This is the sweetest story I can think of that begins with the bloody murder of a baby boy's family. The boy is then adopted by the dead and undead denizens of a graveyard, and the stand-alone short stories that make up the novel take place at roughly two year increments throughout his life.
The best of children's stories speak to both the parents and the kids. Sometimes I think about crap like The Yearling and other I-had-to-shoot-Old-Yeller-because-it's-somehow-good-for-me stories and I wonder: what kid voluntarily picks this crap up and reads it? For fun? Will his neighbors be quoted, later in his life, after the arraignment, as saying he was always so quiet? Admittedly, I was never a young boy, so I didn't have the bother of having to grow into manhood and all that, but seriously people, is taking a shovel to a fawn the best way to go about that?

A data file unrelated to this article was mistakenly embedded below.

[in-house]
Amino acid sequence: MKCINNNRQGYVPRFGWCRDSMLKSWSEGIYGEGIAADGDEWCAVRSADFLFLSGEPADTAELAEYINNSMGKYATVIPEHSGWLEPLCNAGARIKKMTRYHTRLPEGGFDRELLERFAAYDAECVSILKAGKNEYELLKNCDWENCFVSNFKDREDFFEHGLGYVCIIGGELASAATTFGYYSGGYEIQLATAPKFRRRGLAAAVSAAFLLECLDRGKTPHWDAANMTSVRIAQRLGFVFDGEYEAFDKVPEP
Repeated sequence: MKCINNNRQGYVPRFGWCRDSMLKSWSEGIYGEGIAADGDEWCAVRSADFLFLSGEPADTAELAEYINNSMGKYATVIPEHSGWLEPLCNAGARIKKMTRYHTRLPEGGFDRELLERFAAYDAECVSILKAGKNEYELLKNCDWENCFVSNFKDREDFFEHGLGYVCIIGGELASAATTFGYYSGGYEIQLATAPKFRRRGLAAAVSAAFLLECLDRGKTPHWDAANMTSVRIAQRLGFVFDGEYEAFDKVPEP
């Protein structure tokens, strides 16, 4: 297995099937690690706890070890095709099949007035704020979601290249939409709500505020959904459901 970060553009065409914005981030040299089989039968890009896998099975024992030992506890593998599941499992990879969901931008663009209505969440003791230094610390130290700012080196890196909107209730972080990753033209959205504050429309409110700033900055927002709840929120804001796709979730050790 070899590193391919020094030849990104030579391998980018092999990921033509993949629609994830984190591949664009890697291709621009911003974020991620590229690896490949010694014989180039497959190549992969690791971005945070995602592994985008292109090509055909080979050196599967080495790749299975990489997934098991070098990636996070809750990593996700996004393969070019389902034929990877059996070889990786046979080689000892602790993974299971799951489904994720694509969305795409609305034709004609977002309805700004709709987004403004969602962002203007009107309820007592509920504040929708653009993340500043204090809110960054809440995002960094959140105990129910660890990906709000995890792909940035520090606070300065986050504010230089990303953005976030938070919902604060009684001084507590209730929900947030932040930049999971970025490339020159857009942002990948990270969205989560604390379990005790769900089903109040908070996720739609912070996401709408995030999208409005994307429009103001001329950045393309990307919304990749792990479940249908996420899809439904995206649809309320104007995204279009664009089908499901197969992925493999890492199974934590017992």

I digress. But I do have a point. (Wait for it...) Juvenile lit often has this horror at the center as some kind of inoculation against the rot in the family, the society, the wherever the author puts the blame for children's inevitable loss of innocence and potential. Gaiman, for all of the ghosts and ghouls and vampires, tells a very gentle tale. The past is worth knowing (ghosts from all eras educate the young man) but not perfect or a lost Eden. The modern world contains dangerous and murderous people, but in some ways the worst acts are perpetrated by our hero in the innocence of youth.
I still haven't work out exactly what I think, but I thoroughly enjoy that I haven't worked it out yet. Thanks Mr. Gaiman!